John Hemme gripped the empty formula can as he toddled toward his mother, Margie, who sat on the couch waving a bottle toward him.
“Bubble,” said 17-month-old John.
“Bottle?” his mother said, coaxing him to take a quick drink before taking off again across the carpet. The formula in the bottle is the only thing his parents have found so far that little John can stomach.
After months of constant, daily vomiting no matter what he was fed, John was finally diagnosed seven months ago with eosinophilic esophagitis, a rare disorder in which immune cells that normally react to viruses or allergens line his esophagus, where they are normally not found.
Though several allergy tests showed that he might be able to tolerate a certain kind of food, there is not one yet that does not trigger a reaction, his parents said.
It began the day after he was born, with vomiting and spitting up, and continued nonstop, Margie Hemme said.
“By two weeks he was profusely vomiting,” she said. “It was constant throwing up.”
In those two weeks, he went from nearly nine pounds at birth to seven pounds. What followed was months of misdiagnosis – that it was just reflux disease, that he was just “spitting up,” that it was milk intolerance, Margie Hemme said.
When the violent vomiting continued and John was growing slowly and missing developmental milestones, she decided to switch pediatricians.
The new doctor referred her to a gastrointestinal specialist. An endoscopy revealed the problem and at 10 months he was finally diagnosed correctly. For the past several months, all he has been able to ingest is EleCare hypoallergenic formula from a bottle.
“He’s improved leaps and bounds from eliminating all food,” Margie Hemme said.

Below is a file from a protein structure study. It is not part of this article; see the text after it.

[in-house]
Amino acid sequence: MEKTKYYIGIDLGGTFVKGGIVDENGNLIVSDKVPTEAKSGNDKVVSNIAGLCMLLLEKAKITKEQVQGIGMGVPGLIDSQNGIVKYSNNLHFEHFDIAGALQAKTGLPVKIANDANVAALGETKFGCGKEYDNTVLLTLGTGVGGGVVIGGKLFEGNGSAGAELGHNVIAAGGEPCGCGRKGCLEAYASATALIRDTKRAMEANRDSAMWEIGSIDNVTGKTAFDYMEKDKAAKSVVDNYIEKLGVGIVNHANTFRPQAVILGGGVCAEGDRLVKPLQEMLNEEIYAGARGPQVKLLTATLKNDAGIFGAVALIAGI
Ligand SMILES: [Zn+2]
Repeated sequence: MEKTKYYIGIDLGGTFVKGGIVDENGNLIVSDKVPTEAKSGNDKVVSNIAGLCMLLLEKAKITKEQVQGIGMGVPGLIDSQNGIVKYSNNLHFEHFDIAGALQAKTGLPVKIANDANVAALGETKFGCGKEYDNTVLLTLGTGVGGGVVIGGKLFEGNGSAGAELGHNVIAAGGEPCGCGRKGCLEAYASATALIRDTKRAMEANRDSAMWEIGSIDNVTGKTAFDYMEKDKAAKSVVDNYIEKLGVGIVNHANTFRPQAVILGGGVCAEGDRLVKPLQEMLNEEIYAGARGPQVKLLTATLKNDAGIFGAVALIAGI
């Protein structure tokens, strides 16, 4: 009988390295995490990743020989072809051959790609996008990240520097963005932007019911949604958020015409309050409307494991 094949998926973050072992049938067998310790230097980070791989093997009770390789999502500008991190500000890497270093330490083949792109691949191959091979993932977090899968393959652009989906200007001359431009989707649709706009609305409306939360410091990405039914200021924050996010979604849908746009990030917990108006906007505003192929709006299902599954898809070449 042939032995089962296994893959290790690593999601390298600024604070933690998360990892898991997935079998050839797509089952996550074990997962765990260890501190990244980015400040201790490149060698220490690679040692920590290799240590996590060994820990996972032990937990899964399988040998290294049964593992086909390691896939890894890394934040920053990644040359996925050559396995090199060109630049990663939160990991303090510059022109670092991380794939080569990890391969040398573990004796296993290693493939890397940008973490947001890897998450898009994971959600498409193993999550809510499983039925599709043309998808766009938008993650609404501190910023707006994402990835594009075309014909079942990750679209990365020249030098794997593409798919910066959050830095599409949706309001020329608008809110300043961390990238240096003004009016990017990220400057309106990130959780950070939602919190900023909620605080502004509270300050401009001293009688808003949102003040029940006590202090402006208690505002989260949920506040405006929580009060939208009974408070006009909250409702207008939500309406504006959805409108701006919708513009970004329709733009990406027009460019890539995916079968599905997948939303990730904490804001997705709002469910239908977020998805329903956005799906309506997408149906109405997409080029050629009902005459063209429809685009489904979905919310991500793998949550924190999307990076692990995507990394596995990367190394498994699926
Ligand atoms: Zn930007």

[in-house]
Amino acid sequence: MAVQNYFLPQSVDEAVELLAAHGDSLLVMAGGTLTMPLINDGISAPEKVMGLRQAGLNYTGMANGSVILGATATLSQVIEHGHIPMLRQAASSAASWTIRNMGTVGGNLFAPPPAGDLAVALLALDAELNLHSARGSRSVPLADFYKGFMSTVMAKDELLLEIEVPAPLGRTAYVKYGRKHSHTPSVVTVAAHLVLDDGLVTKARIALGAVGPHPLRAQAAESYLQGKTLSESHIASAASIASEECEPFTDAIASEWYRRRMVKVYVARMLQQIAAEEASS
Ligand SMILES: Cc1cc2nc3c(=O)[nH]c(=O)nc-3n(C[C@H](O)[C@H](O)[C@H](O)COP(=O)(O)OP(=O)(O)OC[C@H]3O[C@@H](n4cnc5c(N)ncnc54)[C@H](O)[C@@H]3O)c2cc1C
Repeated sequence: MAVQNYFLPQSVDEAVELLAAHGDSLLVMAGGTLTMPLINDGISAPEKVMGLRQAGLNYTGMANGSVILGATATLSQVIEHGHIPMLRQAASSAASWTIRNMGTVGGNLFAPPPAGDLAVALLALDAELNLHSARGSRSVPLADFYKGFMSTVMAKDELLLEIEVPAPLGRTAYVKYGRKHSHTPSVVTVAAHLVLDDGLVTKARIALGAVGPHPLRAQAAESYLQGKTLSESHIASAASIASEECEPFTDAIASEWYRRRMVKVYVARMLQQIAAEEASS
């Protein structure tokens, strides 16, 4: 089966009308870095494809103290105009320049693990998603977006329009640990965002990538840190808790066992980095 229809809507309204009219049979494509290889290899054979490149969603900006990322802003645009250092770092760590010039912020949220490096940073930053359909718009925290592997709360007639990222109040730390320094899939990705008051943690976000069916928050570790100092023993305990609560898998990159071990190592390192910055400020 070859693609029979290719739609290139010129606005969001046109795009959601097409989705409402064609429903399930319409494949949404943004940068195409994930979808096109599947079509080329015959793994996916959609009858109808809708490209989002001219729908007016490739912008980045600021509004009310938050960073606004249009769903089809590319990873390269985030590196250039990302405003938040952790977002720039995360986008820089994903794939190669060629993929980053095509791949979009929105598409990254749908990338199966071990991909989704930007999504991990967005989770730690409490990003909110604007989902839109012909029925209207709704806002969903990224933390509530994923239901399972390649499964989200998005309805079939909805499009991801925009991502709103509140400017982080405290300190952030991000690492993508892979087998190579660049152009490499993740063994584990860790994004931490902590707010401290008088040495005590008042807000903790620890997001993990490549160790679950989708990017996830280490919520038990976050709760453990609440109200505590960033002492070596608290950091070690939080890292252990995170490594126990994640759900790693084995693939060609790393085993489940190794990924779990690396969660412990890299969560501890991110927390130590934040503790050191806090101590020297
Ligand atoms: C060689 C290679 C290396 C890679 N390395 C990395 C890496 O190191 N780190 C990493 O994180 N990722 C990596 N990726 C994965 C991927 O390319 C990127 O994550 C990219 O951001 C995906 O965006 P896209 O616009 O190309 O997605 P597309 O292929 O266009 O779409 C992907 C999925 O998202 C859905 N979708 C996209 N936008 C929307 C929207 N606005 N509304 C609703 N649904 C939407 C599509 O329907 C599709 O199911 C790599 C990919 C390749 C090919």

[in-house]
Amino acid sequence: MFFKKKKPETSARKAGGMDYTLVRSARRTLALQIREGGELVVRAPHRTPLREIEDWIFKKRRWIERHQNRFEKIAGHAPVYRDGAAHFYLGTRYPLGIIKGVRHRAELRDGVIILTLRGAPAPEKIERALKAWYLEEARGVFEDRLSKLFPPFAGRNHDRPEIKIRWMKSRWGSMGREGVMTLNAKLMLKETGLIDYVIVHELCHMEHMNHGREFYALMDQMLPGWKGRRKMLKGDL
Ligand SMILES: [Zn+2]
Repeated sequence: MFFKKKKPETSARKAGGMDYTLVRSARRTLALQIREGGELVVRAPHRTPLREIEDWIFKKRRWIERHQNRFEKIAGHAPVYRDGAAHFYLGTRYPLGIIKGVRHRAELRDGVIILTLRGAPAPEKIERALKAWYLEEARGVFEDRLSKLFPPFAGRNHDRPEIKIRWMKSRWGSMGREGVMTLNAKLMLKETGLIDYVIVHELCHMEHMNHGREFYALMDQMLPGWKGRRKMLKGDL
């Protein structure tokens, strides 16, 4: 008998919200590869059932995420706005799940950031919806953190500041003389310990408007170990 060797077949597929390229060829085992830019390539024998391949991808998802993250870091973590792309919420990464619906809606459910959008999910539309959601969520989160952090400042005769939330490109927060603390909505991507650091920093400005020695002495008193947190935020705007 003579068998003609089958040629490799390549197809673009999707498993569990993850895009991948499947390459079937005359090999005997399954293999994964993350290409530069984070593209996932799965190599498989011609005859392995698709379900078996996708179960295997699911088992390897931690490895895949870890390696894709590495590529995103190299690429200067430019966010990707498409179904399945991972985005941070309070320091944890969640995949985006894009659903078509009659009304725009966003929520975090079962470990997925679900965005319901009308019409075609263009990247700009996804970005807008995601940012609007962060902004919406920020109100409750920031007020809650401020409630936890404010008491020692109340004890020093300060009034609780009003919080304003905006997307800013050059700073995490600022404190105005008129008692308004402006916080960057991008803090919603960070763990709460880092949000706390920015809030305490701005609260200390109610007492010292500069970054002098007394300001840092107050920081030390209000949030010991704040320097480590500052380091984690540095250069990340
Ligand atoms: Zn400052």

The disorder affects about one in 2,000 kids and has increased two- to tenfold over the past 10 years, according to the American Partnership for Eosinophilic Disorders.
That is probably for two reasons, said Dr. Glenn T. Furuta, the director of the Gastrointestinal Eosinophilic Diseases Program at Children’s Hospital Colorado and National Jewish Health.
“I do think it is happening more frequently now, but the other is people weren’t looking for this,” he said. “They really didn’t know what it was. They didn’t even know that it existed.”
As recently as five years ago, there weren’t even clear clinical guidelines to diagnose it, Furuta said, adding that there can be a wide spectrum of severity.
“It is unusual to not have any foods that they can tolerate, but it does happen with some,” he said.
Treatment is typically diet restriction or steroids.
“We use both, but we try to individualize with the family’s needs and what their concerns are,” Furuta said.
The Hemmes said they are not choosing steroids for now because of concerns about the drugs affecting John’s growth, which is already somewhat behind. He only started walking a few weeks ago, though he zips along now, picking up cars and racing them off tabletops, throwing and chasing a big blue ball.
“Ball,” John said, which is one of his “B” words.
“I don’t know where he learned ‘bubble,’” Margie Hemme said.
Because he will only take a bottle, which his parents have to hold for him, eating out can be awkward and invite rude stares. Servers have a hard time understanding why his parents don’t order for him, Doug Hemme said.
“People try and push children’s menus on us,” he said.
While he undergoes therapy to help him catch up physically, his parents are getting ready to start another food trial, hoping “to find any safe food that will give him all the nutrients he needs” and that will stay down.
Wearing a shirt meant for a 9-month-old, John smiled constantly as he raced around his living room, hunting down more cars as his parents kept a watchful eye on the three baby gates.
“He likes to go where he’s not supposed to,” Doug said, smiling.
“Everyone tells me he’s the happiest baby they ever saw,” Margie Hemme said. “People don’t believe he’s sick.”